I talk to a cabbie in a taxi queue. He’s been doing this for some time as well and, also thinks the town has changed for the worse. Not so the casinos – Blackpool reached the national news a few years ago for embracing a boom of supercasinos which, on the ground, haven’t added much in terms of presence or social fallout – but the decline in families staying. ‘On Saturdays I might be busy, but it’s Monday, Tuesday. I don’t make much, but it’s enough to live.’ He feels the place is now dependent on stag and hen dos to keep going, a desperate dependence which seems unlikely to last.
But this afternoon Blackpool’s booming. The streets and strip are packed with families out for fun. I wander down the promenade, passing one gypsy palmist stall after another, each looking like a surprisingly sophisticated venture. The strip’s chequered in amusement arcades and discount shops. I get a remarkably cheap and tasty ice-cream at Parma’s, a seaside café whose décor hasn’t been tinkered with for at least forty years. Next door is a joint with ten pound per night beds, the lowest price accommodation I’ve encountered on the British Isles, including campsites. One can only imagine…. But that’s the charm, in a strange way.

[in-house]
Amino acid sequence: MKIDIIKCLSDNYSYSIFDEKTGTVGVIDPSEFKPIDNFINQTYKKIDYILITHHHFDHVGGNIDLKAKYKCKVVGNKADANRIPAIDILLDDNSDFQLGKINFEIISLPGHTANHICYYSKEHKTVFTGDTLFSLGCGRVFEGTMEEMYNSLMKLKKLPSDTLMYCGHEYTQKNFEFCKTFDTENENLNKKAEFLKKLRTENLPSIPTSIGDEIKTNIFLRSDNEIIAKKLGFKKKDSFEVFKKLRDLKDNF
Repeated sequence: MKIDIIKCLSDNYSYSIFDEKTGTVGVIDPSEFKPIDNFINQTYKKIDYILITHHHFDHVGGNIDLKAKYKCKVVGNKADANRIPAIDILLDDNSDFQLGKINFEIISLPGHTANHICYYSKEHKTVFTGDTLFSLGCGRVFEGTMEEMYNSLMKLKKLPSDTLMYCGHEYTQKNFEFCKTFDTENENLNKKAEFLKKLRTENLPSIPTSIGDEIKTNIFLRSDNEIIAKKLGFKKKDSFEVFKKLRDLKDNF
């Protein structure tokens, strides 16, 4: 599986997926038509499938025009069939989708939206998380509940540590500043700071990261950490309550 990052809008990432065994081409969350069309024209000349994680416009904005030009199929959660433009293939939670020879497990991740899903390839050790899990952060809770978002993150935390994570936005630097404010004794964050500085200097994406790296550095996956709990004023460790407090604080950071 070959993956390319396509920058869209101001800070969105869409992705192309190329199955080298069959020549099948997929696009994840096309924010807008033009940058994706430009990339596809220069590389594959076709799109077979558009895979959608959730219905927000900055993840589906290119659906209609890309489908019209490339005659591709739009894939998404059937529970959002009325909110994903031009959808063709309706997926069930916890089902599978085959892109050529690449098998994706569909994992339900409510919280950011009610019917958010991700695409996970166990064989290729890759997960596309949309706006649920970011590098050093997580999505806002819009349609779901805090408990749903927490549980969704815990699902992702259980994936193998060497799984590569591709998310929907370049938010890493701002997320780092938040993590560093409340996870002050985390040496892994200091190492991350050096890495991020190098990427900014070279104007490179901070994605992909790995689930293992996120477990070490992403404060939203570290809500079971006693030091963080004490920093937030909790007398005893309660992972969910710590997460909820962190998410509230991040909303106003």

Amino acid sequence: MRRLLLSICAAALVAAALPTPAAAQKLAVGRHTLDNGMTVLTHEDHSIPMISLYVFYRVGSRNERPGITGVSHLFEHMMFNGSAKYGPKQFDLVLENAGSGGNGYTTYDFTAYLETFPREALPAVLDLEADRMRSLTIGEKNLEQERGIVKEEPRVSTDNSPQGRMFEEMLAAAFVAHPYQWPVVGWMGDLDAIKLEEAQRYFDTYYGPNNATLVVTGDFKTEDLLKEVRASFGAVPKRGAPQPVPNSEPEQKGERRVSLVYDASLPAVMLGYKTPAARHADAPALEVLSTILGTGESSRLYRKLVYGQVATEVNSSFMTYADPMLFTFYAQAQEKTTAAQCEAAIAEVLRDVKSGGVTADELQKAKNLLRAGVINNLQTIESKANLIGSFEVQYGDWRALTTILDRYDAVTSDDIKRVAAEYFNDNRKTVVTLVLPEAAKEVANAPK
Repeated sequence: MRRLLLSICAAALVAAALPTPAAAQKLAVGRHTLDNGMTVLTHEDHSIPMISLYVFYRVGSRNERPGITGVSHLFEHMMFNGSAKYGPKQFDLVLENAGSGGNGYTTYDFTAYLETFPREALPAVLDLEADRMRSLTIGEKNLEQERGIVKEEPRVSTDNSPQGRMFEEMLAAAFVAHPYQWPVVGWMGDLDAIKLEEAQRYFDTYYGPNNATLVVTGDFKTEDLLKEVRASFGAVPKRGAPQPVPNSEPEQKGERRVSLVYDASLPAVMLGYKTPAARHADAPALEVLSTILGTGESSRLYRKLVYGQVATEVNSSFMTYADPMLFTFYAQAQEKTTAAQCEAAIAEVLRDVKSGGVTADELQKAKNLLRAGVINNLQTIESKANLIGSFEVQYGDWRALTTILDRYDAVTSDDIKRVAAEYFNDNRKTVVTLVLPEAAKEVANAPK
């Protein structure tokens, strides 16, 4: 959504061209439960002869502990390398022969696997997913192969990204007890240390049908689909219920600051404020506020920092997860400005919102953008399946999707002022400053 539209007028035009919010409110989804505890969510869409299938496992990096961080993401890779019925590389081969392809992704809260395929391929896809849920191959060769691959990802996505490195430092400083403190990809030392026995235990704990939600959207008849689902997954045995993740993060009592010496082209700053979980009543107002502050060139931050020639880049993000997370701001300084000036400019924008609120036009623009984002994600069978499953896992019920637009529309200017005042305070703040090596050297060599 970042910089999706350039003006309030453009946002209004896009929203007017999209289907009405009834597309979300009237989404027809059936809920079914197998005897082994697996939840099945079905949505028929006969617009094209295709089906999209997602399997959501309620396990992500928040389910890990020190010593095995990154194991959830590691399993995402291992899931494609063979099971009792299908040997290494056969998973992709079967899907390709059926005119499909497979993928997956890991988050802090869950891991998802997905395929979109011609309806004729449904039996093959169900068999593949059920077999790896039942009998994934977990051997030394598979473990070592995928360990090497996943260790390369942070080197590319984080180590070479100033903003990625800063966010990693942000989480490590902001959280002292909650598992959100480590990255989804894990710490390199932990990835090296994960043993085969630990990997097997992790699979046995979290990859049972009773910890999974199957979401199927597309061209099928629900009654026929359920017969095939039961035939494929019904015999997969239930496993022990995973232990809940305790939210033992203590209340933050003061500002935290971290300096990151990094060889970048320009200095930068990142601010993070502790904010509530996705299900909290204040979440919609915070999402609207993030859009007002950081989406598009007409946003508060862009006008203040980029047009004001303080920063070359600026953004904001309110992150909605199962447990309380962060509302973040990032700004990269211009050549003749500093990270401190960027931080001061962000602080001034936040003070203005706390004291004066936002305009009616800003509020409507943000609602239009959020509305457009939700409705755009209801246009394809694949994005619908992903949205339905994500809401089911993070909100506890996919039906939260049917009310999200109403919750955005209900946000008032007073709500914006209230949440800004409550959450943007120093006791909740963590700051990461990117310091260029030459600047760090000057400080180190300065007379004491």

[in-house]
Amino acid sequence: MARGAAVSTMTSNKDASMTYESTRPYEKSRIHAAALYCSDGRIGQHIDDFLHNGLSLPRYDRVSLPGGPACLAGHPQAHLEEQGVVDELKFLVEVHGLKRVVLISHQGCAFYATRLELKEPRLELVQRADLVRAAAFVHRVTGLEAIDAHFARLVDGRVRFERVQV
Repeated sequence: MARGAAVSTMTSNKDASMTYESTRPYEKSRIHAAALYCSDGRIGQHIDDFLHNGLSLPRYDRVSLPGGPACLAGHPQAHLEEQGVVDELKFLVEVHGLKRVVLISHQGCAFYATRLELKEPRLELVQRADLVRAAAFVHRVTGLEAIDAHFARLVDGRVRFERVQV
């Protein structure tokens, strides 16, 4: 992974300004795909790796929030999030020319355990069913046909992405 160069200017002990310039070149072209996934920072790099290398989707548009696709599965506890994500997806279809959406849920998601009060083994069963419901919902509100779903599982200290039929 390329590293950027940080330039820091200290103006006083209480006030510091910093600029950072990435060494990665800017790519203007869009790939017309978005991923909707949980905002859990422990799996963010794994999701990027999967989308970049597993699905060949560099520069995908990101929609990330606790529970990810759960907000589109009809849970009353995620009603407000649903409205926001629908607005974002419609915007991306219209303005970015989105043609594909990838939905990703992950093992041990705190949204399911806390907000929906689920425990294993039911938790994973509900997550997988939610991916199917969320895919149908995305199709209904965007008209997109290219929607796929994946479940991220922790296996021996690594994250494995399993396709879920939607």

The girl working here is from the town, and speaks positively of it. ‘You not here tomorrow?’, she says. There’s an air show on, but she doesn’t give much away about life in Blackpool as a worker. I carry on, passing the middle pier, keeping the large Pleasure Beach in the distance. The social composition of the town is very multicultural, with west African, British Asian and white British families all out this afternoon, distracted by the amusements, junk food and general hubbub.
There’s no helter skelter or Punch and Judy, but in every other respect Blackpool’s representative of the modern seaside experience: noisily demotic, unapologetically hedonistic, and cheap and cheerful. I reach the large amusement park by the south pier, Blackpool’s famous Pleasure Beach with its Big One rollercoaster. I’m game for a ride, but there’s a two and a half hour queue. That’s a little too long even for a man happy to people-watch for hours, and so I head out of Blackpool, exploring the shabby residential streets behind the promenade, before heading out east.